5
$\begingroup$

Modelling the diffusion of a gas dissolved in water in a vertical column of water, several meters deep. Also assuming the water is completely still, so only diffusion plays a role. (Actually a model of methane and oxygen diffusion in the water in peatlands.)

Fick's law says that diffusion flux $J$ depends on the concentration gradient as

$J = -D \frac{\partial C}{\partial z}$.

where $C$ is the gas concentration. (And $D$ diffusion coefficient.)

But

  1. There is also hydrostatic pressure gradient, and in a higher pressure more gas can be dissolved in a volume of water and still be in chemical equilibrium with a volume of lower pressure of water with a somewhat smaller concentration of dissolved gas. With a small enough gas concentration gradient, the diffusion should actually go against the gradient.

  2. The water can have different temperatures at different depths. And the solubility of the gas is temperature-dependent. So again, if the concentration gradient is small, there could actually be diffusion flux from lower concentration to higher concentration, if the latter is also much colder (higher solubility in cold water).

How to modify the diffusion equation to account for these effects? As far as I understand, the gradient driving the diffusion should not be calculated from the concentration, but from then chemical potential of the gas dissolved in water.

So in other words, how to calculate the chemical potentials of oxygen or methane dissolved in water at certain pressure and solubility (temperature)?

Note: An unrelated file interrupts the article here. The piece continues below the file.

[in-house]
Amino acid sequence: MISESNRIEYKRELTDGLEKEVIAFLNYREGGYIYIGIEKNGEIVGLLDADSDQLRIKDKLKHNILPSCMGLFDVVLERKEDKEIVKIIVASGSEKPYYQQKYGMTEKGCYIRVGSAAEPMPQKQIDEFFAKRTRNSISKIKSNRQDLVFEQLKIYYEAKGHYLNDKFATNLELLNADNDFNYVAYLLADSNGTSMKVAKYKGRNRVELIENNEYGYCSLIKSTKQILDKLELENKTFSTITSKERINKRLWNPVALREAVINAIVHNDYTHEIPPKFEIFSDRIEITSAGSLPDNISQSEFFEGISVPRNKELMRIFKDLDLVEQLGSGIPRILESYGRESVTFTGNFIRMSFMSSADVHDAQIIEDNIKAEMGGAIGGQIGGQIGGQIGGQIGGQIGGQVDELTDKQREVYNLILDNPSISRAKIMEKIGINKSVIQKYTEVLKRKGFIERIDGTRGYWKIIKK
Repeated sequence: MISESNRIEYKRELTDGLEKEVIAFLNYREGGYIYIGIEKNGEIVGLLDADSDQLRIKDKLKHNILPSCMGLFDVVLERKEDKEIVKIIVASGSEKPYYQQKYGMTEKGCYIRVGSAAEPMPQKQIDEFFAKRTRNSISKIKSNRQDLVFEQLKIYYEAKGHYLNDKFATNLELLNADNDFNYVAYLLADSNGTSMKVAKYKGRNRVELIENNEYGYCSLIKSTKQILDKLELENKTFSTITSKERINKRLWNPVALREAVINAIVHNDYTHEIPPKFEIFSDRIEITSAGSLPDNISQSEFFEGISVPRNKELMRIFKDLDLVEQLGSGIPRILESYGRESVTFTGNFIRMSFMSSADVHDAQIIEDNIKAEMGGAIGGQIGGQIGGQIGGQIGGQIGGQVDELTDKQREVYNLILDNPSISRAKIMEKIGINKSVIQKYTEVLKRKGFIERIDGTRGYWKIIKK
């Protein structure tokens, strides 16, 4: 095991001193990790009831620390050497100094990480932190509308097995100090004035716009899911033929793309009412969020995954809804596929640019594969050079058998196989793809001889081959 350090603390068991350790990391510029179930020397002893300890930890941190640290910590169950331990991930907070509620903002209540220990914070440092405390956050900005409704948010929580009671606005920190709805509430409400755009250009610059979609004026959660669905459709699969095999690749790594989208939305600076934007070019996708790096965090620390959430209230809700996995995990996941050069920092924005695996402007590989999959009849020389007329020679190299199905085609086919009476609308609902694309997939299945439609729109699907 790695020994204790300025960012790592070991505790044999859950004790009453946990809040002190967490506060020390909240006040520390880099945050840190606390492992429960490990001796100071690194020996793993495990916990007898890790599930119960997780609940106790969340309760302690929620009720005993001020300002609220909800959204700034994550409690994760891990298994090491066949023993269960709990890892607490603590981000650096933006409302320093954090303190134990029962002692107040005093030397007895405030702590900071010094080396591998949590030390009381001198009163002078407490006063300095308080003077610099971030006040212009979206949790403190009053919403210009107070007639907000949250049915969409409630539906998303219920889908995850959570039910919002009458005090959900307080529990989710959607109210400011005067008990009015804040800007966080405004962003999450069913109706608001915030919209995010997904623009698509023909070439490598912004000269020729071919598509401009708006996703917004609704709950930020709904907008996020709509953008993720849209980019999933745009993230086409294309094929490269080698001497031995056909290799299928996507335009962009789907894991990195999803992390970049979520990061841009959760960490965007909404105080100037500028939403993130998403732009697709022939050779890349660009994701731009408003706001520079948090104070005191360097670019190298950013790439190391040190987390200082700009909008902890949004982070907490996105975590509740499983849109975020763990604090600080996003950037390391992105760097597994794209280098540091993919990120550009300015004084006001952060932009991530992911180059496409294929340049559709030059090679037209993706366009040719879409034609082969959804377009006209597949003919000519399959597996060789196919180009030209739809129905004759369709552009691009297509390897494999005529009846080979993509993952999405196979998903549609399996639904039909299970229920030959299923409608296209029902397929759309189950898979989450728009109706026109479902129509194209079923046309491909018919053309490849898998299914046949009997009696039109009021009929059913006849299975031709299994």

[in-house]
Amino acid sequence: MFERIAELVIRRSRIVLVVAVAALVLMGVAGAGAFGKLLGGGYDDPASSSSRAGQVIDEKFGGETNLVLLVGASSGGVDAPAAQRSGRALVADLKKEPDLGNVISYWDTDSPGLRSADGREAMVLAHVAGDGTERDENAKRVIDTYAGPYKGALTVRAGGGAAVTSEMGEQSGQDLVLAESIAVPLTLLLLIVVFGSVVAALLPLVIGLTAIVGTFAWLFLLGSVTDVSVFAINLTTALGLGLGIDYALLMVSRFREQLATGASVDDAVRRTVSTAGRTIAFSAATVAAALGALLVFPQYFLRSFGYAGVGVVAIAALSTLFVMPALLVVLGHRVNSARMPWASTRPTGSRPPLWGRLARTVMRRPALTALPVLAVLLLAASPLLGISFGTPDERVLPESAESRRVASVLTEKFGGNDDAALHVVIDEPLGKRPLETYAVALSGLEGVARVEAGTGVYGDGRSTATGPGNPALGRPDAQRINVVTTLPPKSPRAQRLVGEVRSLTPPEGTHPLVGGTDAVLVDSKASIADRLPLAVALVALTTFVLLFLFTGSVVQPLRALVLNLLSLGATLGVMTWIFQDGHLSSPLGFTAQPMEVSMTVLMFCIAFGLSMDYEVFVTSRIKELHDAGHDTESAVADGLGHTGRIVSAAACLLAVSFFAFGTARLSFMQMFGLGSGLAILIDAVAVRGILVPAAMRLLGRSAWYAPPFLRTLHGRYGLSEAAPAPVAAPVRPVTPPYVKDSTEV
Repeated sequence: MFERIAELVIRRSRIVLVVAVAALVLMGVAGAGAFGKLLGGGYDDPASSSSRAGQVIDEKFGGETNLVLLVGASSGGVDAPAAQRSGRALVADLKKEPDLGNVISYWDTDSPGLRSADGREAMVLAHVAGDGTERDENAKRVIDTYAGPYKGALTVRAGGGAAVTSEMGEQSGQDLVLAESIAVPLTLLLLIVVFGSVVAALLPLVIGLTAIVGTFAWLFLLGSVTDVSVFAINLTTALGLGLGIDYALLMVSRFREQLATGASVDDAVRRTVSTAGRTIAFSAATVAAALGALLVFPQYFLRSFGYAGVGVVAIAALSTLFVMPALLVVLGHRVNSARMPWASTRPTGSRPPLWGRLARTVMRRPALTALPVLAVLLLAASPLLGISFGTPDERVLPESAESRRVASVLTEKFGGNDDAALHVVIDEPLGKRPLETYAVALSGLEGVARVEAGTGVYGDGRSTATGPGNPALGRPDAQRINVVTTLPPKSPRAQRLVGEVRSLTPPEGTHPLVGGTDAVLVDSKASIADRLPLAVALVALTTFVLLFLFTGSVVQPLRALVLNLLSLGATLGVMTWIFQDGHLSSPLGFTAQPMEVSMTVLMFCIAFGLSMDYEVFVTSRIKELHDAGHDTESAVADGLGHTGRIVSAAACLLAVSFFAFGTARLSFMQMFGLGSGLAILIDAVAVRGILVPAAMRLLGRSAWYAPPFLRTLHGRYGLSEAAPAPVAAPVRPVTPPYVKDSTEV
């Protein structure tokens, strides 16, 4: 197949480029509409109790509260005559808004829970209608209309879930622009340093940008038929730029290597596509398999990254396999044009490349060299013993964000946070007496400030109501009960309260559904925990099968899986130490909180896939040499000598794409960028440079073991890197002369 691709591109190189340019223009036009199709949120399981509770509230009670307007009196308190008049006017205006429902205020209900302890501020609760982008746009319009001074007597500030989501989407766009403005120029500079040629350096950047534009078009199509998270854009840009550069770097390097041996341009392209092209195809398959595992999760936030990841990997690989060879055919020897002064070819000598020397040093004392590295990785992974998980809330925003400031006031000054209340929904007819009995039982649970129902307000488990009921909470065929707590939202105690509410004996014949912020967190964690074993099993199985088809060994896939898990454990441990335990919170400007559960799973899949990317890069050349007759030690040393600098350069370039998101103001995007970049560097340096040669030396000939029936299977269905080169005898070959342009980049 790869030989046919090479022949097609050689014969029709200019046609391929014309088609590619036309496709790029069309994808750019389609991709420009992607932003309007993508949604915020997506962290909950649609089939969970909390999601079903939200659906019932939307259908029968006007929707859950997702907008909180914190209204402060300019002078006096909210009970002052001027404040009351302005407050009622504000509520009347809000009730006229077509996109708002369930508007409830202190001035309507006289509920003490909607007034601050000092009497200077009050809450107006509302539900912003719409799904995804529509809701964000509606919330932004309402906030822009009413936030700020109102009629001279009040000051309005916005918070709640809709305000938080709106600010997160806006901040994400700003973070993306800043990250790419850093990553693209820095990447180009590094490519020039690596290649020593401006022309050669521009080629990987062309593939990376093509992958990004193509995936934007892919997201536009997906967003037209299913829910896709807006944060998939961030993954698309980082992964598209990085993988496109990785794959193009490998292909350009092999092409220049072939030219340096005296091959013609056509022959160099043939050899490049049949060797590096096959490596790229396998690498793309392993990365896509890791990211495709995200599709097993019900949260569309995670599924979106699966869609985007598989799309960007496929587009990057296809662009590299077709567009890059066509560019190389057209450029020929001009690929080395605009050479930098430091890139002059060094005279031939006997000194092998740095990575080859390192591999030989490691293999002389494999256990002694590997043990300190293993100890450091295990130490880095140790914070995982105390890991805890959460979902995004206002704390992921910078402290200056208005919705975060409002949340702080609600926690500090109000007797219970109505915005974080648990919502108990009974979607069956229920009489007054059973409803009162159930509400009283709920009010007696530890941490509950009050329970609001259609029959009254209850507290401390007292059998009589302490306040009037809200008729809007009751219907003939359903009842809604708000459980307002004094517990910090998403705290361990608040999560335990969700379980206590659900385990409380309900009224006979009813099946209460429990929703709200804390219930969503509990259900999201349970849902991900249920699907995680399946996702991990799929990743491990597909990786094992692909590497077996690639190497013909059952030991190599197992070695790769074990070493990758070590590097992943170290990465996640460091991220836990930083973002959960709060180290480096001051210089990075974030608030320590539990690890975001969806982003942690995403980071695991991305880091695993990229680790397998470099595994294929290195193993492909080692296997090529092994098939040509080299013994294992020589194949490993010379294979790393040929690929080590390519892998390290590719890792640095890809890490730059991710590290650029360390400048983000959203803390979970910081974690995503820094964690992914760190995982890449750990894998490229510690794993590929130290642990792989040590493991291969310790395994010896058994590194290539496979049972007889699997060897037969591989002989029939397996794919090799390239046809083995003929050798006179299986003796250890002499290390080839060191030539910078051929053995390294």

$\endgroup$
3
$\begingroup$

Just a hunch, but I bet Fick's law is really just a potential function gradient in disguise that simplifies down to the form you have for some situations. What you really want is something more like

$$J = -D(p,T)\frac{\partial \psi(C,p,T)}{\partial z}$$

where $\psi(C,p,T)$ is probably related to the potential change from one point to another. How you figure out what $D(p,T)$ and $\psi(C,p,T)$ are will be the tricky part, but I bet you can come to an approximation if you consider the chemistry physics. If you want analytic solutions you might start with a Taylor series type approximation to the potential function

$$\psi(C,p,T) = \psi_0+(C-C_0)\left.\frac{\partial \psi}{\partial C}\right|_{C_0}+(p-p_0)\left.\frac{\partial \psi}{\partial p}\right|_{p_0}+(T-T_0)\left.\frac{\partial \psi}{\partial T}\right|_{T_0}$$

Then you just need to approximate the three partial derivatives. I would think that you can just look up tables with the potentials. The $D(p,T)$ term is really all about the odds of a subset of molecules passing from one point and state to a neighboring one.

$\endgroup$
  • $\begingroup$ But how could I get the three partial derivatives? Where would I find such tables? (I am not a chemist, so not familiar with standard reference works.) $\endgroup$ – Sampo Smolander Oct 28 '13 at 18:00
  • $\begingroup$ I don't know where you would find that kind of information in a table, assuming it even exists. If the data doesn't exist then you only have two options: collect the data yourself or come up with a theoretical model. I would be surprised if their weren't at least some theoretical work done in the area already. A quick internet search turned up a bunch of interesting related work. It's not surprising that their would be lots of interest in the role of temperature gradients in driving diffusion in metals. $\endgroup$ – SimpleLikeAnEgg Oct 28 '13 at 18:28
  • 1
    $\begingroup$ The following looks like it has some useful stuff: uio.no/studier/emner/matnat/kjemi/KJM5120/v05/… If you took equation 5.8 and differentiated it without assuming constant temperature you might get somewhere. I'd start by trying to understand the problem without a pressure gradient. $\endgroup$ – SimpleLikeAnEgg Oct 28 '13 at 18:44

Your Answer

By clicking “Post Your Answer”, you agree to our terms of service, privacy policy and cookie policy

Not the answer you're looking for? Browse other questions tagged or ask your own question.